With consumers shifting to digital content and services in droves, both newly created and long-standing comic books and characters faced their demise.
But in 2003, the convergence of information technology and offline cultural content, which led to the creation of a digital platform called Webtoon by Daum Communications, instantly changed their fates and spurred the development of comic content.
|The Daum Webtoon platform is gearing up for global expansion through partnerships with Tapas Media and Disney’s Marvel. (Daum Kakao)|
Daum Webtoon, run by Daum Kakao following the merger between the online portal and mobile messenger, gave both professionals and amateurs the opportunity to upload and distribute their work to a wider range of digital readers.
It also helped create blockbuster stories such as “Moss” and “Secretly, Greatly,” which were later made into motion pictures.
The latest TV drama hit, “Misaeng,” on the cable channel tvN was originally a Daum Webtoon comic book series.
With a slew of successful titles with original stories and characters, which have been made into other forms of entertainment such as films and TV dramas, webtoons are currently considered the next-generation content that can potentially appeal to overseas comic book readers and fans.
“In a sense, online and mobile webtoons can become transmedia platforms that can create a virtuous cycle in which cartoon characters and stories can move into film, TV, games and toys,” an industry source said.
“This is the kind of an ecosystem Korea needs for sustainability (in the entertainment industry).”
|Toys and notebooks based on a Daum Webtoon character (Daum Kakao)|
Daum Kakao has been gearing up to globalize its platform to further expose the works of Korean comic book artists overseas, in addition to investing in artists to create original stories whose characters can hopefully be merchandised in the form of toys.
It has partnered with Tapas Media, a Silicon Valley, California-based media start-up that operates an online comic portal platform called Tapastic. Tapas was founded by CEO Chang Kim, and its investors included Chester Roh, Korea’s renowned serial entrepreneur. Roh and Kim worked together when Roh founded Tatter and Company, which was acquired by Google in 2008.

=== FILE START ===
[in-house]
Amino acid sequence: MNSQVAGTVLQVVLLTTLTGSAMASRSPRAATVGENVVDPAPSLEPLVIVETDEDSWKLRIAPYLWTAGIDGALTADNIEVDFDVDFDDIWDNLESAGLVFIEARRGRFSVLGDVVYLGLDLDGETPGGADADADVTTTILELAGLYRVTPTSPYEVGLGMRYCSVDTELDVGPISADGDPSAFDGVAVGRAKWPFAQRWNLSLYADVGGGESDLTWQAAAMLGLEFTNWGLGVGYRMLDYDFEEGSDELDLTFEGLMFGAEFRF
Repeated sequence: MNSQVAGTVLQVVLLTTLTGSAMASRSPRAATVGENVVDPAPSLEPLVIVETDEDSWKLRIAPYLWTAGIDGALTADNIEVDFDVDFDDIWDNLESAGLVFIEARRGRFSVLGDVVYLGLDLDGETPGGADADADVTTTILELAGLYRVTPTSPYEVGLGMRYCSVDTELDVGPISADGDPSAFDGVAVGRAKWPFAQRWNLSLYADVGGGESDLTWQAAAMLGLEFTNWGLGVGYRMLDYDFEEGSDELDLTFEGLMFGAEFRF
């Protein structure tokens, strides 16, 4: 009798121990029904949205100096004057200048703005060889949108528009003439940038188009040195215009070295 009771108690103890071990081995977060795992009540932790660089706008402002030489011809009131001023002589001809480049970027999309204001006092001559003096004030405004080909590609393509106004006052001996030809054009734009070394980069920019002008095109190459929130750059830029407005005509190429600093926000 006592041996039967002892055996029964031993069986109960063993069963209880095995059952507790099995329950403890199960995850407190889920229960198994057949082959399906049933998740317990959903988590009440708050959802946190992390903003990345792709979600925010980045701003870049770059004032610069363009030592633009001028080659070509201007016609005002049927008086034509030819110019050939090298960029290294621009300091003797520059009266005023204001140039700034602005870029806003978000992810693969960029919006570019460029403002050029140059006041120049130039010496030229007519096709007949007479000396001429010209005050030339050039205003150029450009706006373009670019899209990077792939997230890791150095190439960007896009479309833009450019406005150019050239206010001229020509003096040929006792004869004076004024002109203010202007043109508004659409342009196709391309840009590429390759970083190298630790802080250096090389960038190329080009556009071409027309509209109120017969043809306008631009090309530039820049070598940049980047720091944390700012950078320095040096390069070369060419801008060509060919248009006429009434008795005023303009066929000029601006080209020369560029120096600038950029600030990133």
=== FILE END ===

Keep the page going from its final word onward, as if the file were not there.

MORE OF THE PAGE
Five hit titles, including Lee Se-hyung’s “Like a Wolf” and Lee Jun’s “Season of Su,” will be featured on Tapastic for U.S. readers.
Daum Kakao’s other partners in the U.S. include Disney’s Marvel Entertainment, which is known for its famous characters such as Iron Man and Spider-Man.
Korean artist Koh Young-hoon, who penciled the “Trace” webtoon series on the Daum platform, created the world’s first Marvel webtoon, “The Avengers: Electric Rain.”
Koh’s character White Fox in the Avengers webtoon series will be joining Marvel’s comic book universe in the near future, Daum Kakao said.
“By providing our talented Webtoon artists with a global platform, we hope to foster a strong ecosystem that allows them to showcase their works in new markets and maximize their potential in the process,” Daum Kakao said in a press statement.
“We hope that the exposure to a large global audience can help energize another Korean Wave.”
It said that it is currently eyeing online comic markets in China and Japan as part of its global expansion plans.
By Park Hyong-ki (firstname.lastname@example.org)